As we that are left grow old
Age shall not weary them
Nor the years condemn
At the going down of the sun.
And in the morning
We shall remember them.
By: Laurence Binyon
COME UP FROM THE FIELDS, FATHER
Lo, ’tis autumn,
Down in the fields all prospers well,
Open the envelope quickly,
Ah, now the single figure to me,
Alas, poor boy, he will never be better (nor maybe
But the mother needs to be better,
Every so often, I will write a post that has nothing to do with a particular TV show…we all need a break from our routines once in awhile. Here is a poem by Tim Seibles, whom I met a few years ago at a poetry reading. I remember Tim telling me “poetry is bread.” Comparatively, sometimes TV can have the same effect as “junk food.” Read on:
If I didn’t know better I’d say
the sun never moved ever,
that somebody just pasted it there
and said the hell with it,
but that’s impossible.
After awhile you have to give up
those conspiracy theories.
I get the big picture. I mean,
how big can the picture be?
I actually think it’s kind of funny —
that damn coyote always scheming,
always licking his skinny chops
and me, pure speed, the object of all
his hunger, the everything he needs —
talk about impossible, talk about
the grass is always greener…
I am the other side of the fence.
You’ve got to wonder, at least a little,
if this could be a set-up:
with all the running I do —
the desert, the canyons, the hillsides, the desert —
all this open road has got to
lead somewhere else. I mean,
that’s what freedom’s all about, right?
Ending up where you want to be.
I used to think it was funny — Roadrunner
the coyote’s after you Roadrunner…
Now I’m mainly tired. Not that
you’d ever know. I mean
I can still make the horizon
in two shakes of a snake’s tongue,
but it never gets easier out here, alone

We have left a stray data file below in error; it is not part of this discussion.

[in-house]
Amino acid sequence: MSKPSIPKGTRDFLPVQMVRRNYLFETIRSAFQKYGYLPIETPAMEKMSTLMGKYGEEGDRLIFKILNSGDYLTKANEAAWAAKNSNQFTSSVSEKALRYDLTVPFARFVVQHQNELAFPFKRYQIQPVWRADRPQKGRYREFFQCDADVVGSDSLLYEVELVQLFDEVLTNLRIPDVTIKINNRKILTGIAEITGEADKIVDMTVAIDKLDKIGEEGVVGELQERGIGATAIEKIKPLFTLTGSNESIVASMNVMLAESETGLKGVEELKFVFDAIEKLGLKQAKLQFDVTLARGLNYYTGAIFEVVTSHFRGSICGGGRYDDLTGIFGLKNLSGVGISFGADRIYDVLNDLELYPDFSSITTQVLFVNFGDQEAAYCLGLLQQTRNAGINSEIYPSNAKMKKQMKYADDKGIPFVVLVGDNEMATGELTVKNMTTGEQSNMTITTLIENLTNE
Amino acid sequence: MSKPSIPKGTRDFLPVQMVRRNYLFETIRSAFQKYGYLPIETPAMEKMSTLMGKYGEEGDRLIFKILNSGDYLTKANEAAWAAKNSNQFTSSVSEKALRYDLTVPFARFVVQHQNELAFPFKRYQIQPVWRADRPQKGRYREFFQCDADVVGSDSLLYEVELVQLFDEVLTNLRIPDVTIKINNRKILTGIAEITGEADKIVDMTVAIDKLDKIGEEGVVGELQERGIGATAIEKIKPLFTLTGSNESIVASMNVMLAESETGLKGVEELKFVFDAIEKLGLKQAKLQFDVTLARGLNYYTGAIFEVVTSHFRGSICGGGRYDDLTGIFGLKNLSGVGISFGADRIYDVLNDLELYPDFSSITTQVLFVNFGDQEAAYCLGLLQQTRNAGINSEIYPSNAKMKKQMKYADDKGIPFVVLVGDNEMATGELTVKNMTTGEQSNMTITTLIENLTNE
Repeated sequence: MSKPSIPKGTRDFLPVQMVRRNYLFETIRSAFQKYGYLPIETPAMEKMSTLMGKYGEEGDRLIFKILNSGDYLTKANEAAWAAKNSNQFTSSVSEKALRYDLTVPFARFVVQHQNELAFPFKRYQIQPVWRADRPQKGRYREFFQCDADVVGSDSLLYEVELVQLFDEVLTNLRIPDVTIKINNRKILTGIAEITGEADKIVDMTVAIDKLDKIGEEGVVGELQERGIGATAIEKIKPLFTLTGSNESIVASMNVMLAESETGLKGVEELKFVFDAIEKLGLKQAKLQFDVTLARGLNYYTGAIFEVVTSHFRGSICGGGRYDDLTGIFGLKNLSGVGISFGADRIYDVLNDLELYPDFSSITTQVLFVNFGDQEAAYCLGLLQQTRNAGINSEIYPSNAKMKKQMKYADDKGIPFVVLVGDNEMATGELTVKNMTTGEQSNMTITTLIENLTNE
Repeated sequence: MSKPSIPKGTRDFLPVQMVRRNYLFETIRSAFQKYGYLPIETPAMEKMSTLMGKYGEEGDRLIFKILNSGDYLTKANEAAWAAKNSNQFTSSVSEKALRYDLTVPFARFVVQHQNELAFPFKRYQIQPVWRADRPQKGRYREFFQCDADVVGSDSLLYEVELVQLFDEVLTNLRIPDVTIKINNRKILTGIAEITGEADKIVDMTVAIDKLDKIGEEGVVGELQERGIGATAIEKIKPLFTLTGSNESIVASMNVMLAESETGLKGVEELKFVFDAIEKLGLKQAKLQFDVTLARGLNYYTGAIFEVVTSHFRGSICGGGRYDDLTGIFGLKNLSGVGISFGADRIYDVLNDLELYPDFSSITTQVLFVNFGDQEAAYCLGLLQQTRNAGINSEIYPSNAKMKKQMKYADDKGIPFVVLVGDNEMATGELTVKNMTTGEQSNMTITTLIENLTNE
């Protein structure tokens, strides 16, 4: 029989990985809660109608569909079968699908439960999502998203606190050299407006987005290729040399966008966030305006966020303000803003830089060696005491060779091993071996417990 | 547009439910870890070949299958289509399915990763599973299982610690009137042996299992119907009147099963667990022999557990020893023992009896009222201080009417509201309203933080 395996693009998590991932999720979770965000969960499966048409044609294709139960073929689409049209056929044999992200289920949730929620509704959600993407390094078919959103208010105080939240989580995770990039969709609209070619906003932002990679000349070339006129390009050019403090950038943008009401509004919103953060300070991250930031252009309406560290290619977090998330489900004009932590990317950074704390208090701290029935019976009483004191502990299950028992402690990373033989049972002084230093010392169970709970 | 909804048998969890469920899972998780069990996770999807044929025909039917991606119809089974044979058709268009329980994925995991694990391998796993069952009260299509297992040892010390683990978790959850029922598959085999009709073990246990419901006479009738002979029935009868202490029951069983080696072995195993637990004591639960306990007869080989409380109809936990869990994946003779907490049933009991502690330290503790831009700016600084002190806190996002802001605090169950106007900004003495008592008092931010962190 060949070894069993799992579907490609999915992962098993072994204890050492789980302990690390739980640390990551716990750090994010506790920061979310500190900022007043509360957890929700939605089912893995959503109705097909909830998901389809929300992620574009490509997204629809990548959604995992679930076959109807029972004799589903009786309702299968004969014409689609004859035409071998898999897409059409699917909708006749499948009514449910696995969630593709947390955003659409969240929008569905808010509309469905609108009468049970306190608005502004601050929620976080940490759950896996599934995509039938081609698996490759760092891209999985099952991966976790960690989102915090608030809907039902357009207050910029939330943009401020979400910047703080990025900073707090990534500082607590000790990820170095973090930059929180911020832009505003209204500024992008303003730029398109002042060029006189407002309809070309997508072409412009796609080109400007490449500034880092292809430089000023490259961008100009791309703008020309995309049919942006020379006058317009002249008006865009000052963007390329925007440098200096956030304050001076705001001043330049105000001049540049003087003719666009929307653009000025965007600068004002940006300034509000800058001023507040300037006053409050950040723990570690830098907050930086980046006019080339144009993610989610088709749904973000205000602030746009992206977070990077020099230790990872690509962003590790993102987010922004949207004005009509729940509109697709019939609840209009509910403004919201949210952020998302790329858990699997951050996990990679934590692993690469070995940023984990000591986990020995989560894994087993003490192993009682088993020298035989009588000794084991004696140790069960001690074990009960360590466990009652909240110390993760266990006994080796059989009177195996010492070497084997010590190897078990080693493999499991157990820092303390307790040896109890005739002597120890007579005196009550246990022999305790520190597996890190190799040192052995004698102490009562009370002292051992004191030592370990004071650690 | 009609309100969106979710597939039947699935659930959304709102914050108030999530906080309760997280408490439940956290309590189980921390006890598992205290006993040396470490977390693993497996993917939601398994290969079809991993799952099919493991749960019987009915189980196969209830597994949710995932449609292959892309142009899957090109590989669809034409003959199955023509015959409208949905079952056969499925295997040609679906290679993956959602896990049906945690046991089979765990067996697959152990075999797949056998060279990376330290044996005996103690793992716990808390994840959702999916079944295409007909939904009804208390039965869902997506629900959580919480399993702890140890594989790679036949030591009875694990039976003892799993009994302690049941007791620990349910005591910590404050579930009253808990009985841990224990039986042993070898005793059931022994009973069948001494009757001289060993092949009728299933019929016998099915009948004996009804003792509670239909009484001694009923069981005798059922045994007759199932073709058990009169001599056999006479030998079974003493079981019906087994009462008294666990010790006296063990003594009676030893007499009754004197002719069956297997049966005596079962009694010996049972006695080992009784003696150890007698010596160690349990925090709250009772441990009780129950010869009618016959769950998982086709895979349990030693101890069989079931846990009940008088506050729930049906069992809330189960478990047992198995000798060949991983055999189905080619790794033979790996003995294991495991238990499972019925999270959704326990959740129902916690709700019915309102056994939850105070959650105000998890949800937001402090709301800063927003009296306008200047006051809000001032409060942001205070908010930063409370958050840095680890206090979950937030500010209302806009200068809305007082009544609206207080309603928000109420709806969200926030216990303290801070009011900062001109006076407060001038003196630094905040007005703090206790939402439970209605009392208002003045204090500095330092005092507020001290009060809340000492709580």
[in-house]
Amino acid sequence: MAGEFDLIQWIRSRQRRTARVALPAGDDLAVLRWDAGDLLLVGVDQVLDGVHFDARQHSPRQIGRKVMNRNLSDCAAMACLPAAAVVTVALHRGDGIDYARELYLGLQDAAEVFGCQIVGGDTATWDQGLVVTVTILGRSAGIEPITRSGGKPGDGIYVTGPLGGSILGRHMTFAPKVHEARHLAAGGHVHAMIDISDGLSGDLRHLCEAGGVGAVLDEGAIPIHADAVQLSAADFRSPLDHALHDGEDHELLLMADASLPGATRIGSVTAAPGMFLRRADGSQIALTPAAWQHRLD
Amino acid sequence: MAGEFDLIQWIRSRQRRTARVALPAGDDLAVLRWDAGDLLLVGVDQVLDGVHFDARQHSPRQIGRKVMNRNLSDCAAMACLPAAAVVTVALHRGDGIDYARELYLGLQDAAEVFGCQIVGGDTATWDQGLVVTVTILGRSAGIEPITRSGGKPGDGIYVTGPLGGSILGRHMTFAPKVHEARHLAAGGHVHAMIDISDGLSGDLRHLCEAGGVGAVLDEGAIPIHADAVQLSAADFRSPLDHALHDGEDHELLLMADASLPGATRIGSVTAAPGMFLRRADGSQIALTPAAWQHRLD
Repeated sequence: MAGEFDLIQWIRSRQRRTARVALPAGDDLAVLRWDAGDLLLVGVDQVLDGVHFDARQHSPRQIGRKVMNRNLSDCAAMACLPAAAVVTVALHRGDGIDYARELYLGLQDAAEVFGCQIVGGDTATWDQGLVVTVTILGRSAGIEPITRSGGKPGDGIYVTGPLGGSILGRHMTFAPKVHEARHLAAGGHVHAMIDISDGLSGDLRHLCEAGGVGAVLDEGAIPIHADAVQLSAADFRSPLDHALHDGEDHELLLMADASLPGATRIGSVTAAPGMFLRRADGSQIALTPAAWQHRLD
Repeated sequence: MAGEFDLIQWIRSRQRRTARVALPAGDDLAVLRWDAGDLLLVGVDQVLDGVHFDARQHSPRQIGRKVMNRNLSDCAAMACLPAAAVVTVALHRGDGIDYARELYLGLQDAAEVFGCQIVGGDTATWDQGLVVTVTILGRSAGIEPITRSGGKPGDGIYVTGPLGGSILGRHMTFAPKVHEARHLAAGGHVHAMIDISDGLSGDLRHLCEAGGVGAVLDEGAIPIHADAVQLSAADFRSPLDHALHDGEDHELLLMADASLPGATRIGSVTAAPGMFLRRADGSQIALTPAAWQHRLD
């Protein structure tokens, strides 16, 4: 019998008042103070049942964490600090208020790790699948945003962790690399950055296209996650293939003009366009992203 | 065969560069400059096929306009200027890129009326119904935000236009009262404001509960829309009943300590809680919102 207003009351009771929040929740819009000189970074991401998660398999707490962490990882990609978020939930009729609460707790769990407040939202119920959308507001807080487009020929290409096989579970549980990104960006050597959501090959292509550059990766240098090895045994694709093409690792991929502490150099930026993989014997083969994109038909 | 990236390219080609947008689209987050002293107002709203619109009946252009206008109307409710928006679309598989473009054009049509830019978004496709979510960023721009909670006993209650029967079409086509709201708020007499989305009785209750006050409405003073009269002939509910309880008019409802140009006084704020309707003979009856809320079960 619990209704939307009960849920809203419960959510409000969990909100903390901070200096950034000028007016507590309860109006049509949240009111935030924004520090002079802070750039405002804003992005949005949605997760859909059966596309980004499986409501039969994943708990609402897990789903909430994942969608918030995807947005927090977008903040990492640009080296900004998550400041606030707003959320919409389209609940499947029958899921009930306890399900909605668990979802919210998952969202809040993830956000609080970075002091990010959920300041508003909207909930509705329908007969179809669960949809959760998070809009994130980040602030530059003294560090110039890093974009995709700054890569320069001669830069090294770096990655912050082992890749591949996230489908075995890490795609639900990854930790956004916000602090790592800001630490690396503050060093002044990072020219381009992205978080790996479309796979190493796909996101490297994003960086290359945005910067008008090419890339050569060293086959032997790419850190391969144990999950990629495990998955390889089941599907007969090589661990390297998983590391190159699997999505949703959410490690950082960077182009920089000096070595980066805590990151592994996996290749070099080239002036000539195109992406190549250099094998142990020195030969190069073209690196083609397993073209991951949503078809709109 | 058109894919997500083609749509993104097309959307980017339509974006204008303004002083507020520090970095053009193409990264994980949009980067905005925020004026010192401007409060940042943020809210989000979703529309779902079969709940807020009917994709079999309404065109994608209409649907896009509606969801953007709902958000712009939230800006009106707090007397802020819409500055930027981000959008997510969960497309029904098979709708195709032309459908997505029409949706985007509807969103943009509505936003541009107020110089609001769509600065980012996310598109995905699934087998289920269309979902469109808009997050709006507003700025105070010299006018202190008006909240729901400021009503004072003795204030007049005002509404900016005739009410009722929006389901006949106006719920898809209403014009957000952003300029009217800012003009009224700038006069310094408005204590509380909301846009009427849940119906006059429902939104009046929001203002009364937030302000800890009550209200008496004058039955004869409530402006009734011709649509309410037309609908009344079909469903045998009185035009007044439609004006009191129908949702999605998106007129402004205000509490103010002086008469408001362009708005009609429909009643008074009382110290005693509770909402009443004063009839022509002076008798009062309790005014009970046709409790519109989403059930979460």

with Mr. Big Teeth and his ACME supplies:
leg muscle vitamins, tiger traps,
instant tornado seeds.
I can’t help being a little uneasy.
I do one of my tricks,
a rock-scorching, razor turn at 600 miles an hour,
and he falls off the cliff, the coyote —
he really falls: I see the small explosion,
his body slamming into dry dirt
so far down in the canyon
the river looks like a crayon doodle.
That has to hurt, right?
Five seconds later, he’s just up the highway
hoisting a huge anvil
above a little, yellow dish of bird feed —
like I don’t see what’s goin’ on. C’mon!
You know how sometimes, even though you’re
very serious about the things you do,
it seems like, secretly, there’s a
big joke being played,
and you’re part of what
someone else is laughing at — only
you can’t prove it, so you
keep sweating and believing in
your career, as if that
makes the difference, as if somehow
playing along isn’t really
playing along as long as you’re
not sure what sort of fool
you’re being turned into, especially
if you’re giving it one-hundred percent.
So, when I see dynamite
tucked under the ACME road-runner cupcakes,
as long as I don’t wonder why my safety
isn’t coming first in this situation,
as long as I don’t think me
and the coyote are actually
working for the same people,
as long as I eat and
get away I’m not really stupid,
right? I’m just fast.
Come for the tea. Stay for the shade.
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